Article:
October 20, 2015
Mortgage rates were moderately higher today, ending a 4 day streak near the lowest levels in more than 5 months. To be fair, the streak isn't technically over if we're only looking at the quoted contract rates (or "note rates"). Most lenders continue to quote conventional 30yr fixed rates in the 3.75% to 3.875% range. The rise would instead be seen in the form of higher borrowing costs or lower lender credit.
There was no major motivation for today's mortgage market weakness although the stronger economic data didn't help. When economic reports are stronger than expected (such as this morning's Housing Starts, which came in at 1.206 million vs a median forecast of 1.15 million), it tends to put upward pressure on rates--all things being equal. But again, this morning's data was definitely not the unequivocal source of rate movement.
Sometimes--many times, in fact--the bond markets that underlie mortgage rates can move in a new direction simply because they HAD been moving in another direction to a certain extent for a certain amount of time. In this case, the past 4 sessions saw almost no change in rates or underlying markets. The last noticeable trend had been toward lower rates, so a move higher is a natural step if investors are uncertain about the near term future. As such, it's too soon to say if today's weakness is a sign of things to come, or merely markets' way of consolidating ahead of next week's Fed meeting. Either way, it makes sense to take it seriously from a lock/float perspective--especially considering the losses were minimal.
Loan Originator Perspective
"Bonds drifted in a narrow range today, and loan pricing was largely the same as Friday's. This week's economic calendar doesn't look to provide any meaningful motivation, and I'm back to "the range is the range until it isn't anymore" mode. That means lock near the lows, float near the highs, and we're nearer the low than high now. Happy with current pricing? Lock 'em up, and concentrate your efforts on getting loans done despite TRID's new requirements!" -Ted Rood, Senior Loan Originator
"As mentioned yesterday, we're trudging along, stuck within recent rate ranges. Pricing declined modestly today, enough to impact lender credits, but not actual rates. I'm still locking sooner rather than later, as I don't see any looming events that could shock this market into substantial improvement. Especially with TRID deadlines and lead times, it's just simpler to have as many loan elements as possible defined early in the process!" -Victor Burek, Churchill Mortgage
Today's Best-Execution Rates
- 30YR FIXED - 3.75-3.875%
- FHA/VA - 3.5%
- 15 YEAR FIXED - 3.125%
- 5 YEAR ARMS - 2.75 - 3.25% depending on the lender
Ongoing Lock/Float Considerations
- 2015 began with a strong move to the lowest rates seen since May 2013. The catalyst was Europe and the introduction of European quantitative easing. Investors bet heavily the move lower in European rates and domestic rates benefited as well. But with those bets finally drying up in April and with the Fed seemingly intent on hiking rates in the US, May and June saw a sharp move back toward higher rates. The implicit fear is that global interest rates set a long term low in April, and have now begun a major move higher.
- July said "not so fast" to that potential "big bounce." Some of the data began to suggest the Fed is still a bit too early in talking about raising rates in 2015--particularly, a lack of wage growth or any promising signs of inflation. But Fed proponents maintain that low inflation is a byproduct of temporary trends in the value of the dollar and the price of oil, and that once these factors level-off, inflation will ultimately return. That side of the argument suggests that inflation could increase too quickly if the Fed hasn't already begun normalizing interest rates.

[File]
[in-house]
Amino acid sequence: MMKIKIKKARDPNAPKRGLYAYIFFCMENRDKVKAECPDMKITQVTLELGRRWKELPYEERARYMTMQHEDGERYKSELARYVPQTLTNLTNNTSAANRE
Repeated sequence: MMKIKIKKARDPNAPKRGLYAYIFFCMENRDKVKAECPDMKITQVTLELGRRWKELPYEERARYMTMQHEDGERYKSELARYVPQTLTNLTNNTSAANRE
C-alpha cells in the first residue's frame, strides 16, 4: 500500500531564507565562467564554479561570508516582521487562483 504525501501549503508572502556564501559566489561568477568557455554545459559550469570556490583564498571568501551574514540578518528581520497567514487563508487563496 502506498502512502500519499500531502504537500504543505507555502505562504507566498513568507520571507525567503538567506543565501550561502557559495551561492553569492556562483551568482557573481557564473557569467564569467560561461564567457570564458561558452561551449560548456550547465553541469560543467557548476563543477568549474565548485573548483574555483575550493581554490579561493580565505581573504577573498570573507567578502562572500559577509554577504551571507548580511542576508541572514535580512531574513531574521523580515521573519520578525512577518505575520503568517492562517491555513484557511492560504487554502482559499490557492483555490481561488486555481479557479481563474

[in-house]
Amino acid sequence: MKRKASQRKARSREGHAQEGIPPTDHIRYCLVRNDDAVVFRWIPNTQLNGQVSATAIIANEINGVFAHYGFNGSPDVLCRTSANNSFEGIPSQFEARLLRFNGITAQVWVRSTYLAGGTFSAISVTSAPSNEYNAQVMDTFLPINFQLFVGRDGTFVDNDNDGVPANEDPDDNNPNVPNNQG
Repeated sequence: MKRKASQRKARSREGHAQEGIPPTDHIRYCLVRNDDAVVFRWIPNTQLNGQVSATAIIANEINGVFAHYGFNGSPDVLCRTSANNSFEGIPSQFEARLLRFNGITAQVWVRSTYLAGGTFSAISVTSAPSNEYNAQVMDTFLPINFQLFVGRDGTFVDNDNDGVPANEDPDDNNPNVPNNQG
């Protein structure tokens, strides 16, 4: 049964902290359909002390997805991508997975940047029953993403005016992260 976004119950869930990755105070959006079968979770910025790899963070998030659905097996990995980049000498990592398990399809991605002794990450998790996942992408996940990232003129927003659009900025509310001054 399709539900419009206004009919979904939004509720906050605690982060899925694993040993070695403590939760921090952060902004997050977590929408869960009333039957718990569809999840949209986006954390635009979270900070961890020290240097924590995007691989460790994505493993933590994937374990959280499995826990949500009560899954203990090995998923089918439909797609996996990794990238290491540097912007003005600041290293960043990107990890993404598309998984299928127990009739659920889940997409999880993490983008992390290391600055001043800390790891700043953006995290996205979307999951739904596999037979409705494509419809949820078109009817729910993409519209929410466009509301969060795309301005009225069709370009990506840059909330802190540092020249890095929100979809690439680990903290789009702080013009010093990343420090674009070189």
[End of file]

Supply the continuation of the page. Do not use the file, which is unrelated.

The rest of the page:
- With all of the above in mind, locking made far more sense for the entirety of May and June, and we were not shy about saying so. The second half of July saw that conversation shift toward one where multiple outcomes could once again be entertained. In other words, we went from "duck and cover!" to "let's see where this is going..." Even the Fed took a similar stance when it held off raising rates when it had an excellent opportunity to do so in September's meeting.
- In the bigger picture, financial markets are now at a crossroads. This is true for both stocks and bonds, with each trying to determine if it will move back into the the ranges seen in June and July or if the recent move lower in yields and stock prices was merely the first wave of a longer campaign. If we take the Fed at their word, and if we forego any concerns about increasingly weak global economic growth, there is certainly more risk that rates move quickly higher vs quickly lower. Hoping for lower rates is a long-term game meant only for economic pessimists who know the fact that the world is doomed will come to light fairly shortly. The latter must also be willing to pay higher rates if they end up being wrong (or otherwise unwilling to wait long enough to be right). All that having been said, those pessimists have increasingly been proven right as 2015 has progressed.
- As always, please keep in mind that the rates discussed generally refer to what we've termed 'best-execution' (that is, the most frequently quoted, conforming, conventional 30yr fixed rate for top tier borrowers, based not only on the outright price, but also 'bang-for-the-buck.' Generally speaking, our best-execution rate tends to connote no origination or discount points--though this can vary--and tends to predict Freddie Mac's weekly survey with high accuracy. It's safe to assume that our best-ex rate is the more timely and accurate of the two due to Freddie's once-a-week polling method).